Offering a mobile app is essentially a business requirement for organizations today. One of the first steps in developing an app is to understand the different types—native, hybrid (or cross-platform), and web—so you can decide which one will best meet your needs.
Native is better, right?
Native apps represent the vast majority of applications that people download every day. Native applications are developed specifically for an operating system. Thus, a native iOS application will not work on an Android system and vice versa. To develop a native app, you need to know two things:
- How to develop in a specific programming language (e.g., Swift for Apple devices; Java for Android)
- The app will not work for other platforms
Even though native apps will work only on the platform they're developed for, they have several notable advantages over hybrid and web apps:
- Increased speed, reliability, and responsiveness and higher resolution, all of which provide a better user experience
- May work offline/without internet service
- Easier access to all phone features (e.g., accelerometer, camera, microphone)
But my business is still linked to the web…
Most companies have focused their resources on web development and now want to enter the mobile market. But many don't have the right technical resources to develop a native app for each platform. For these companies, hybrid development is the right choice. In this model, developers can use their existing frontend skills to develop a single, cross-platform mobile app.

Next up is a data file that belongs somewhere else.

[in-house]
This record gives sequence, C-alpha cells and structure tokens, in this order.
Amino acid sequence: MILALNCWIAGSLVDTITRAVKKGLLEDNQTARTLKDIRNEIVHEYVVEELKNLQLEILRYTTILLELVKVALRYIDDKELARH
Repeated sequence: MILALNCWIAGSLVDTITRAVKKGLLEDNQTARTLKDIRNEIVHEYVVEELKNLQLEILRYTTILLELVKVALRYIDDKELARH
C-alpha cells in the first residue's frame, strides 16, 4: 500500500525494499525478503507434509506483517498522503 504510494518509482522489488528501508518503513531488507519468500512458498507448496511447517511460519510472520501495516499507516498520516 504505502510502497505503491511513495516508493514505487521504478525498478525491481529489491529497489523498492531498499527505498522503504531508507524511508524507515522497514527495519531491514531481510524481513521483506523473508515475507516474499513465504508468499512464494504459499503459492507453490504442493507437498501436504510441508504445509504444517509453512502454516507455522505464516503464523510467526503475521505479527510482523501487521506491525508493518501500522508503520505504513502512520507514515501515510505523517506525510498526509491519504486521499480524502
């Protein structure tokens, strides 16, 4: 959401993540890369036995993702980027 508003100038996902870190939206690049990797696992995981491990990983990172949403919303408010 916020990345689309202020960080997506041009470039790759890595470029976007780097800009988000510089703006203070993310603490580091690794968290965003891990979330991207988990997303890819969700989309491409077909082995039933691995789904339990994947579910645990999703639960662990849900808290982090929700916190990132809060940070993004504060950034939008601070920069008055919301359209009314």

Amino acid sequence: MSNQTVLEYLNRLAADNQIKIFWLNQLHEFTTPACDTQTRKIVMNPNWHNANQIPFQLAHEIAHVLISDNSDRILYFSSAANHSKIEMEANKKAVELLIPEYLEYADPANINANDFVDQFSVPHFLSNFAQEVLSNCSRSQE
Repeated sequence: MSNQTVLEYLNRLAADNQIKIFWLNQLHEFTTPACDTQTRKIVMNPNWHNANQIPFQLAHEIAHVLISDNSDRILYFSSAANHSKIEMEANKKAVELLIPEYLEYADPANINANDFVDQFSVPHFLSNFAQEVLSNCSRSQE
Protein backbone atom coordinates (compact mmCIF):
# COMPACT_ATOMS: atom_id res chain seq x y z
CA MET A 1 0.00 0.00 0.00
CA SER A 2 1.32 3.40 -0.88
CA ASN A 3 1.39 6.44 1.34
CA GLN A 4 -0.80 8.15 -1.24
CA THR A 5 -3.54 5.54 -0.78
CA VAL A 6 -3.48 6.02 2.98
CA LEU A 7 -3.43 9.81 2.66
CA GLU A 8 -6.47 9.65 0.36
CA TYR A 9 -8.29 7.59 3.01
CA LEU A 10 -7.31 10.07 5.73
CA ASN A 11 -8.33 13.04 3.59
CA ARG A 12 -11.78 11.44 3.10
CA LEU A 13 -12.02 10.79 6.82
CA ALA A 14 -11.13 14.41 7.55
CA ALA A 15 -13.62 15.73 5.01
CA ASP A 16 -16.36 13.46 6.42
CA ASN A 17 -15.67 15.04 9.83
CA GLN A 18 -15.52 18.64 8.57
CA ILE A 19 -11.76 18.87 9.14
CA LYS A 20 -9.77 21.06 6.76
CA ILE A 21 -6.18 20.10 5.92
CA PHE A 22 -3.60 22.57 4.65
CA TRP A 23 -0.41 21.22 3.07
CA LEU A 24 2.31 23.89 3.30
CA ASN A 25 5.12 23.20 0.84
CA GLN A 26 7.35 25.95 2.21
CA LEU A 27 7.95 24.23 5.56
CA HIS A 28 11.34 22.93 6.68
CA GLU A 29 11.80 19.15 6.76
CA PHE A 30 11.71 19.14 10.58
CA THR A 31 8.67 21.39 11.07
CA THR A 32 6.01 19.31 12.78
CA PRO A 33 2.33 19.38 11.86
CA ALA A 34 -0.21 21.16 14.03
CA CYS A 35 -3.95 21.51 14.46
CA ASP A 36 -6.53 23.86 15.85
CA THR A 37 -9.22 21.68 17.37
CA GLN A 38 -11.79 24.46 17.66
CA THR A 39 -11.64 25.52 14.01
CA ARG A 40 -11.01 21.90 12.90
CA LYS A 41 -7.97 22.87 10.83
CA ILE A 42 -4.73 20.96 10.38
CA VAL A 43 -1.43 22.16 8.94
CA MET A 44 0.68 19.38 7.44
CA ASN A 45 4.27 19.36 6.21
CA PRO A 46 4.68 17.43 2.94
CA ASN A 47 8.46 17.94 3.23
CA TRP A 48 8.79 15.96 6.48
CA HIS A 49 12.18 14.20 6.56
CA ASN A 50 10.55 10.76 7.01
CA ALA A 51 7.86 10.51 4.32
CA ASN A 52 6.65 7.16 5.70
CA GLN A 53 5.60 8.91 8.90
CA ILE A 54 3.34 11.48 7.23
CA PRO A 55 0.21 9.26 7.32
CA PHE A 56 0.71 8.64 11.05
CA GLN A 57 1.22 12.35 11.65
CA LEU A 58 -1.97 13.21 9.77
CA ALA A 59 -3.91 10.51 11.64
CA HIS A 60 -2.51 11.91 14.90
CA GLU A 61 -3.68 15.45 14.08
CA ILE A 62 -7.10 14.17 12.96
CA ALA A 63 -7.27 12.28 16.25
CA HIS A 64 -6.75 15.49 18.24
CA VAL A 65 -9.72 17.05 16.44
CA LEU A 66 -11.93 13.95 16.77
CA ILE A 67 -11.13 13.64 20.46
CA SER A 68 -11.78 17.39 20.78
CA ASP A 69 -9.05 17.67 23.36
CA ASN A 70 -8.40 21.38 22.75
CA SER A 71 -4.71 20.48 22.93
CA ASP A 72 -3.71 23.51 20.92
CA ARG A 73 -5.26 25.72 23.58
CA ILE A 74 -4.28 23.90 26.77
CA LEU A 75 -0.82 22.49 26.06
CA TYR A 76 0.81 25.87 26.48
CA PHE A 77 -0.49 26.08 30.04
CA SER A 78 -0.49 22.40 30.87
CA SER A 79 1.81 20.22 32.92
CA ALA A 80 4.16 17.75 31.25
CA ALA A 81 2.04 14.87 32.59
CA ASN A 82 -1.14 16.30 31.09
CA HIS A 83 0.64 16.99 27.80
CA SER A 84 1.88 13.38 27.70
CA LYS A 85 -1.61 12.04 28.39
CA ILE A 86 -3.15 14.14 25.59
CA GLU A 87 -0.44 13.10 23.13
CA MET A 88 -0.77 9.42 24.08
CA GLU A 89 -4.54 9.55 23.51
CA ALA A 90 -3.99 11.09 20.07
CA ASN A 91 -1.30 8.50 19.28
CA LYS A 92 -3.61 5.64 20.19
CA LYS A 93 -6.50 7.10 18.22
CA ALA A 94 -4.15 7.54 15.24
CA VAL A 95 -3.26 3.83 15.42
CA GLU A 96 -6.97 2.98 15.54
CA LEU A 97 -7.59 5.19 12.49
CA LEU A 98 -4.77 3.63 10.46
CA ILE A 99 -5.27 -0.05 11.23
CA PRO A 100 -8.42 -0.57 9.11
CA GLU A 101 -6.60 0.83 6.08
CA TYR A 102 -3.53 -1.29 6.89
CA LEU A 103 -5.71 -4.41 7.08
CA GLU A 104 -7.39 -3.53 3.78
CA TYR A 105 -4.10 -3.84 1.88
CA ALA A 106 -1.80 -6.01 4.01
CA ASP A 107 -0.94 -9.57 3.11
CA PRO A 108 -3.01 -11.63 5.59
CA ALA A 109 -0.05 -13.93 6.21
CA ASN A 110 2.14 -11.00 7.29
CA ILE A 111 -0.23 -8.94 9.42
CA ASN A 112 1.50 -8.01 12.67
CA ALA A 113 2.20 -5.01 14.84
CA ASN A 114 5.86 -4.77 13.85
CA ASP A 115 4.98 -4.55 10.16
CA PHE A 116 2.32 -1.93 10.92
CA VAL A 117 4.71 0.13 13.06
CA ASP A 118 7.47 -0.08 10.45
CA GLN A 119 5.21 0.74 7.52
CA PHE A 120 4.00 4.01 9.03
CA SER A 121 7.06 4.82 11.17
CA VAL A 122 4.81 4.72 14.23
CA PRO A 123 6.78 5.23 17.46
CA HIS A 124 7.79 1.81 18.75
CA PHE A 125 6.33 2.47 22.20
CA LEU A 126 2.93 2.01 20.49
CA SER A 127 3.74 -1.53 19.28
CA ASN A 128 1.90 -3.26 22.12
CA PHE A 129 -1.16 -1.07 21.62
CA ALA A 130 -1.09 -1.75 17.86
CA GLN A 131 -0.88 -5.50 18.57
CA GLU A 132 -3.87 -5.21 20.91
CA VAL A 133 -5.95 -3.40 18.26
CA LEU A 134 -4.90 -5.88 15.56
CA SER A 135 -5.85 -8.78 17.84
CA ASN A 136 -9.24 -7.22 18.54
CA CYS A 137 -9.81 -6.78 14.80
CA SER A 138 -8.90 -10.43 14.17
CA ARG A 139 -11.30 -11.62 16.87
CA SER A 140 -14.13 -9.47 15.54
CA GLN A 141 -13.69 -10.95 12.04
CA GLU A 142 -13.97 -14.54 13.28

Hybrid apps are a good middle ground: they're faster and less expensive to develop than native apps, and they offer more possibilities than web apps. The tradeoffs are they don't perform as well as native apps and developers can't maintain their existing tight focus on web development (as they could with web apps).
If you already are a fan of the Angular cross-platform development framework, I recommend trying the Ionic framework, which "lets web developers build, test, and deploy cross-platform hybrid mobile apps." I see Ionic as an extension of the Apache Cordova framework, which enables a normal web app (JS, HTML, or CSS) to run as a mobile app in a container. Ionic uses the base Cordova features that support the Angular development for its user interface.
The advantage of this approach is simple: the Angular paradigm is maintained, so developers can continue writing TypeScript files but target a build for Android, iOS, and Windows by properly configuring the development environment. It also provides two important tools:
- An appealing design and widget that are very similar to a native app's, so your hybrid app will look less "web"
- Cordova Plugins allow the app to communicate with all phone features
What about the Node.js backend?
The programming world likes to standardize, which is why hybrid apps are so popular. Frontend developers' common skills are useful in the mobile world. But if we have a technology stack for the user interface, why not focus on a single backend with the same programming paradigm?
Deploying your app
Open source offers everything you need to deploy your app in the best way. You just need a GitHub repository and a good continuous integration tool. I recommend Travis-ci, an excellent tool that allows you to build and deploy your product for every commit.
Travis-ci is a fork of the better known Jenkins. Like with Jenkins, you have to configure your pipeline through a configuration file (in this case a .travis.yml file) in your GitHub repo. See the .travis.yml file in my repository as an example.
In addition, this pipeline automatically delivers and installs your app on Appetize.io, a web-based iOS simulator and Android emulator, for testing.
You can learn more in the Cordova Android section of my GitHub repository.